Cybersecurity firm Check Point Research has released new data from 2021 showing that among their customers, there was a significant increase in overall cyberattacks per week on corporate networks compared to 2020.
Researchers attributed some of the increases, which were concentrated toward the end of the year, to the Log4J vulnerability discovered in December. Check Point said in a report that 2021 was a record-breaking year for cyberattacks and the Log4J vulnerability only made things worse.
“Last year, we saw a staggering 50% more cyber attacks per week on corporate networks compared to 2020 – that’s a significant increase. We saw cyber attack numbers peak towards the end of the year, largely due to the Log4J vulnerability exploit attempts,” said Omer Dembinsky, data research manager at Check Point Software.
“New penetration techniques and evasion methods have made it much easier for hackers to execute malicious intentions. What’s most alarming is that we’re seeing some pivotal societal industries surge into the most attacked list. Education, government and healthcare industries made it into the top 5 most attacked industries list, worldwide.”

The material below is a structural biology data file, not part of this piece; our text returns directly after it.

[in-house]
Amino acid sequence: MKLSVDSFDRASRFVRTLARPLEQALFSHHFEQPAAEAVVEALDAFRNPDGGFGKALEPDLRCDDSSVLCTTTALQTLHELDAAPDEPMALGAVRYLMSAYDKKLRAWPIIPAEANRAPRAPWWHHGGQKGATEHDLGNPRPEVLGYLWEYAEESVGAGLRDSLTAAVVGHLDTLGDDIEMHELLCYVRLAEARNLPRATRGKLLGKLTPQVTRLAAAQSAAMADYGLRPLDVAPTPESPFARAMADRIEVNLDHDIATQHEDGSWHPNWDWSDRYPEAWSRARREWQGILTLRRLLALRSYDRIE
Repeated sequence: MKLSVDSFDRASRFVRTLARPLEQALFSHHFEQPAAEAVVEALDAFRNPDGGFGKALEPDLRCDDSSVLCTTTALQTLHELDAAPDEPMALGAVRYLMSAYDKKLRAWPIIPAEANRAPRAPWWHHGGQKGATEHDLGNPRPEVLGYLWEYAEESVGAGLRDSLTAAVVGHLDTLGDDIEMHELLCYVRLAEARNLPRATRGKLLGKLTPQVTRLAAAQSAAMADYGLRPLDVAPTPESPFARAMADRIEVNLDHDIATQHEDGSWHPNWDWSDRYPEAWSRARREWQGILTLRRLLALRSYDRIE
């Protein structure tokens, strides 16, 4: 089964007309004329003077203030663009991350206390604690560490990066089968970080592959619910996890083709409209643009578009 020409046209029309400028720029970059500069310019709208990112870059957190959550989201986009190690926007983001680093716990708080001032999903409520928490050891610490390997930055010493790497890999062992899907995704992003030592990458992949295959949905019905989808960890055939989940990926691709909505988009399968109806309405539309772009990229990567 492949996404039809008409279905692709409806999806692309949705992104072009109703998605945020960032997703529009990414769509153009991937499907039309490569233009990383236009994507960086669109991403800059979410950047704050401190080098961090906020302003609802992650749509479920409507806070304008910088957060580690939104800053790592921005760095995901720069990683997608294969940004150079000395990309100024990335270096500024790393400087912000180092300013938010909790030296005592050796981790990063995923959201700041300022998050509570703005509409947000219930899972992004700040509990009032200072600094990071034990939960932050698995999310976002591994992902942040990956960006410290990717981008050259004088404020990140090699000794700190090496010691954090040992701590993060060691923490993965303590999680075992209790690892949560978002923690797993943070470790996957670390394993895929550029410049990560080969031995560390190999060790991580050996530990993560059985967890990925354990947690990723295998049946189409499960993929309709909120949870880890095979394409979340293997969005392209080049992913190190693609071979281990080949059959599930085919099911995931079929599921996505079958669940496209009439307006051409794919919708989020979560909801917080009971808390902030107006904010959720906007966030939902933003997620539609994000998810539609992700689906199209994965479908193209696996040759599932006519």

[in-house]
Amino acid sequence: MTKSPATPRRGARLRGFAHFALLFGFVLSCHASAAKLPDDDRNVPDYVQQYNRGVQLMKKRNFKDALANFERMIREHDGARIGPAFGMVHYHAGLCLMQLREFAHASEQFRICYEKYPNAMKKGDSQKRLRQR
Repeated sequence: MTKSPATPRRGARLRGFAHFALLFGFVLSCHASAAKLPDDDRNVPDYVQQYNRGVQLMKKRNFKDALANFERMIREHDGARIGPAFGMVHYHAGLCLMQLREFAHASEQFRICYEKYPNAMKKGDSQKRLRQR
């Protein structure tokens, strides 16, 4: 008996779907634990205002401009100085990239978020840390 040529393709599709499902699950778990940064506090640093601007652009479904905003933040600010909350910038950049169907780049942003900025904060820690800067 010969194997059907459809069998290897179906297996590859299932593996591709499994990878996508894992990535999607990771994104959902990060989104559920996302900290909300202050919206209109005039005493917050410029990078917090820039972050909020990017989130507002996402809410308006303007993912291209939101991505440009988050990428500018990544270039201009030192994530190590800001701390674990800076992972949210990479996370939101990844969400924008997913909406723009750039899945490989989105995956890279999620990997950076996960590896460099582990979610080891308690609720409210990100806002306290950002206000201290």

Check Point found that for 2021, overall attacks per week on corporate networks grew 50% compared to 2020 and in Q4, they saw an all-time high in weekly cyberattacks per organization of 925.
Check Point’s customers in the education and research space dealt with an average of 1,605 attacks per organization every week, the highest volume of attacks they saw. This represented a 75% increase compared to 2020. The government, defense, military and communications industries were not far behind, averaging around 1,100 attacks weekly per organization.
When they broke their internal data down by region, they found organizations on the African continent saw the highest volume of attacks in 2021 with an average of 1,582 weekly attacks per organization. Organizations in the APAC region saw an average of 1,353 weekly attacks per organization while Latin America dealt with 1,118 attacks weekly and Europe saw 670 attacks weekly. North America was last with a weekly average of 503.
Check Point bases its numbers off of their internal ThreatCloud tool that pulls data from hundreds of millions of sensors worldwide.
Dembinsky said he expected the numbers to increase for 2022 as hackers “continue to innovate and find new methods to execute cyberattacks, especially ransomware.”
“We’re in a cyber pandemic, if you will. I strongly urge the public, especially those in the education, government and healthcare sectors, to learn the basics on how to protect themselves,” Dembinsky said. “Simple measures such as patching, segmenting your networks and educating employees can go a long way in making the world safer.”